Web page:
The Government Accountability Office is a federal government agency that audits the finances of the federal government. They report to Obama and they are part of his administration. So what do they think about his plans to fix the economy?
Take a look at this article from Breitbart.
The Government Accountability Office (GAO)—the personal auditor of President Obama and the federal government—released its assessment of the federal government on January 17, 2013. The report’s findings illuminate just how dire America’s spending problem is and, therefore, how little the current cuts debated by Congress do to fix it.
The findings of the paper include these excerpts (emphasis added):
- “The projections in this Report indicate that current policy is not sustainable… Preventing the debt-to-GDP ratio from rising over the next 75 years is estimated to require some combination of spending reductions and revenue increases that amount to 2.7 percent of GDP over the period.”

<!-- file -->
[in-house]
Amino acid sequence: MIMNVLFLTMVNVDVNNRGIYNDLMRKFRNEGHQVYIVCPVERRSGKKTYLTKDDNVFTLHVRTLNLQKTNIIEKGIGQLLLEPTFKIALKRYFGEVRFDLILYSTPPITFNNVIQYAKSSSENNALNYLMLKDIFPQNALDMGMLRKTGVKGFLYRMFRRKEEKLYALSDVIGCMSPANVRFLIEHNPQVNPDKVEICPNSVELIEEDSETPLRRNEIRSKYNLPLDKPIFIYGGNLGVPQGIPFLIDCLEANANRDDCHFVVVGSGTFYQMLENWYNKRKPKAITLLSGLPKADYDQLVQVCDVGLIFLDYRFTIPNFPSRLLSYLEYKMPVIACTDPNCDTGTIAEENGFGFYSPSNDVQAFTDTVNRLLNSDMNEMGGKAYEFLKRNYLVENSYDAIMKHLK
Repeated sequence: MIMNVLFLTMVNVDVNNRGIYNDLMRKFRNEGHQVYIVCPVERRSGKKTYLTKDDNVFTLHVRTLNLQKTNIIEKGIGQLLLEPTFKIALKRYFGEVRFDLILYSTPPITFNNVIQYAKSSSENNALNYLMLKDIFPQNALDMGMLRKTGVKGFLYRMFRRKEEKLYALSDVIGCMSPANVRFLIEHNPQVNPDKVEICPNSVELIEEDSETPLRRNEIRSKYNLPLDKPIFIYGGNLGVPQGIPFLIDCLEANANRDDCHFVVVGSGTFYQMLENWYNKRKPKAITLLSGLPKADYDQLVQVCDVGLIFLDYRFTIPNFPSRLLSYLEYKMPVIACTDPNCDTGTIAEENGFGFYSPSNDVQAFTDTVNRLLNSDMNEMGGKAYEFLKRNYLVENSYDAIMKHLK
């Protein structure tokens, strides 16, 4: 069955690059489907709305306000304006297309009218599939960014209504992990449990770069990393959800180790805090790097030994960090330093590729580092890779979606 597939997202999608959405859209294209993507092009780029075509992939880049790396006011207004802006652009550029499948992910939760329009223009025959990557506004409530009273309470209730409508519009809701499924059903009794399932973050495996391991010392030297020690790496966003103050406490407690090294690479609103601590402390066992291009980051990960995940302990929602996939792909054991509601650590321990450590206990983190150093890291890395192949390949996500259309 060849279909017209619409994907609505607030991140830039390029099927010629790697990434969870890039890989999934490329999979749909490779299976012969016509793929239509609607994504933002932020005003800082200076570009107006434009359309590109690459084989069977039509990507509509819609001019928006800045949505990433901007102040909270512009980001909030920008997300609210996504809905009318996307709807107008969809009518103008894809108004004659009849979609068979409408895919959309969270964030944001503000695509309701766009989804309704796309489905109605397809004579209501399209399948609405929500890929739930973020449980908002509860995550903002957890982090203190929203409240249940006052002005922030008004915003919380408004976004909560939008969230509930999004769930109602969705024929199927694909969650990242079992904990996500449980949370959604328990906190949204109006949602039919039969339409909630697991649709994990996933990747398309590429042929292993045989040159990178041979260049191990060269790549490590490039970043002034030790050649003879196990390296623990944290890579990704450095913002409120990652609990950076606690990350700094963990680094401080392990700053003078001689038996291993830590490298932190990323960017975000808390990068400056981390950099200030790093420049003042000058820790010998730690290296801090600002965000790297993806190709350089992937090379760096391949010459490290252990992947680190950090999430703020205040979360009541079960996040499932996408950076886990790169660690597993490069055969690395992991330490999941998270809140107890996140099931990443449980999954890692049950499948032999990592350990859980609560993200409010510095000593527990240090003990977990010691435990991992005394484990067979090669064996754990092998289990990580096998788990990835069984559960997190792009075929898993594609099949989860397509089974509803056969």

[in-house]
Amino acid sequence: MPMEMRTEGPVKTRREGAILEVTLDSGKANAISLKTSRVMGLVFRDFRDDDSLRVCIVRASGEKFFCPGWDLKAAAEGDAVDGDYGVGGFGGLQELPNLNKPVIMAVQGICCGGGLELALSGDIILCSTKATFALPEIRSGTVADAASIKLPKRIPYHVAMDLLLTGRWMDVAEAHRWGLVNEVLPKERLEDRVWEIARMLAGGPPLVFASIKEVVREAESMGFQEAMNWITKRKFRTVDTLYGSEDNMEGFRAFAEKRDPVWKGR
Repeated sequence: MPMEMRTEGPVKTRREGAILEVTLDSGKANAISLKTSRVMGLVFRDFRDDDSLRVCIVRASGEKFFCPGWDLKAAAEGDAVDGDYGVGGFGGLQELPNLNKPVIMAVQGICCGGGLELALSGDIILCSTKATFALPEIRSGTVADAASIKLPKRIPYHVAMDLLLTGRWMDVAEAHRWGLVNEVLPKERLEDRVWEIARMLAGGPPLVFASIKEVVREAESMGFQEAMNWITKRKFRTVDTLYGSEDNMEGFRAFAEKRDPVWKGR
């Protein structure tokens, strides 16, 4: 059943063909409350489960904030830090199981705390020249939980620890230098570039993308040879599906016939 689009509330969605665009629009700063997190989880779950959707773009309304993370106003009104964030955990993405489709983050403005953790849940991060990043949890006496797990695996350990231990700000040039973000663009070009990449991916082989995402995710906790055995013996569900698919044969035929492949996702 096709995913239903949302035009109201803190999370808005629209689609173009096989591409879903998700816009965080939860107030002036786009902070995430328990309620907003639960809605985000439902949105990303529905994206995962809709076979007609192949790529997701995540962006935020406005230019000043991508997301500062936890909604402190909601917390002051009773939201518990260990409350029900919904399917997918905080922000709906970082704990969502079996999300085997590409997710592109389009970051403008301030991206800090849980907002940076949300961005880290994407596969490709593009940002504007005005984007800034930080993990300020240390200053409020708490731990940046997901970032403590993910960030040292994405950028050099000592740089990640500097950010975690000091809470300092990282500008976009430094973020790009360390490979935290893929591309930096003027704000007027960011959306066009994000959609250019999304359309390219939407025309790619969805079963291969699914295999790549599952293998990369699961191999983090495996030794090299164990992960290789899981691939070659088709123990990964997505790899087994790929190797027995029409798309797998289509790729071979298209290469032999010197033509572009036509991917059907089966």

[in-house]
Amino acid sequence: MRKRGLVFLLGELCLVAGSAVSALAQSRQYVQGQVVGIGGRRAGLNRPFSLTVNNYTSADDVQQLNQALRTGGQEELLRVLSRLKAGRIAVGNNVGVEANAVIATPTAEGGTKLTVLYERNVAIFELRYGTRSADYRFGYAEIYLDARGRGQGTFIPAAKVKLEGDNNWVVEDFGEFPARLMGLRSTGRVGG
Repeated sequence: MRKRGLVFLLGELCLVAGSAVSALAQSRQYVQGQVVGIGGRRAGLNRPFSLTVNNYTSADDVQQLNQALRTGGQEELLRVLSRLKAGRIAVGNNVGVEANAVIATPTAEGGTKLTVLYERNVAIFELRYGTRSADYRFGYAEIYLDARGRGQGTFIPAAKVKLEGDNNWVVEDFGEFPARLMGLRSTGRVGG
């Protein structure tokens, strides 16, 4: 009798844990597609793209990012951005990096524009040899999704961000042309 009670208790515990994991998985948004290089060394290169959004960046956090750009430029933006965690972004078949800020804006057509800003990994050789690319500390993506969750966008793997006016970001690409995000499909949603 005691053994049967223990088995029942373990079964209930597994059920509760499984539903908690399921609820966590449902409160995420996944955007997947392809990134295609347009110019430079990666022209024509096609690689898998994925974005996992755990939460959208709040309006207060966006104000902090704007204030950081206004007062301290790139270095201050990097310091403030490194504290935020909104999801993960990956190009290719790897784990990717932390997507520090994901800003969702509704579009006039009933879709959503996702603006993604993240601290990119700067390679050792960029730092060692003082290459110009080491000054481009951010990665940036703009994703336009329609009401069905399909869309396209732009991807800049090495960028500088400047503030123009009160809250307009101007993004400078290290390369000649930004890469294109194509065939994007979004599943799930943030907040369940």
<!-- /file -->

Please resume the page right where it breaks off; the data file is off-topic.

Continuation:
- “It is estimated that running primary surpluses that average 1.0 percent of GDP over the next 75 years would result in the 2087 debt-to-GDP ratio equaling its level in fiscal year 2012, which compares with primary deficits that average 1.7 percent of GDP under current policies.”
- “It is noteworthy that preventing the debt-to-GDP ratio from rising over the next 75 years requires that primary surpluses be substantially positive on average. This is true because projected GDP growth is on average smaller than the projected government borrowing rate over the next 75 years.”
- “If the primary surplus was precisely zero in every year, then debt would grow at the rate of interest in every year, which would be faster than GDP growth.”
- “The differences between the primary surplus boost starting in 2023 and 2033 (3.2 and 4.1 percent of GDP, respectively) and the primary surplus boost starting in 2012 (2.7 percent of GDP) is a measure of the additional burden policy delay would impose on future generations. Future generations are harmed by a policy delay of this sort, because the higher the primary surplus is during their lifetimes the greater the difference is between the taxes they pay and the programmatic spending from which they benefit.”
[...]This is the reality: when President Obama’s personal auditor says the federal government has a spending problem, it indeed has a spending problem—and one that is growing rapidly.
Something to think about during the debate on sequestration. We can’t stay on the course that we’re on. Things will not be OK.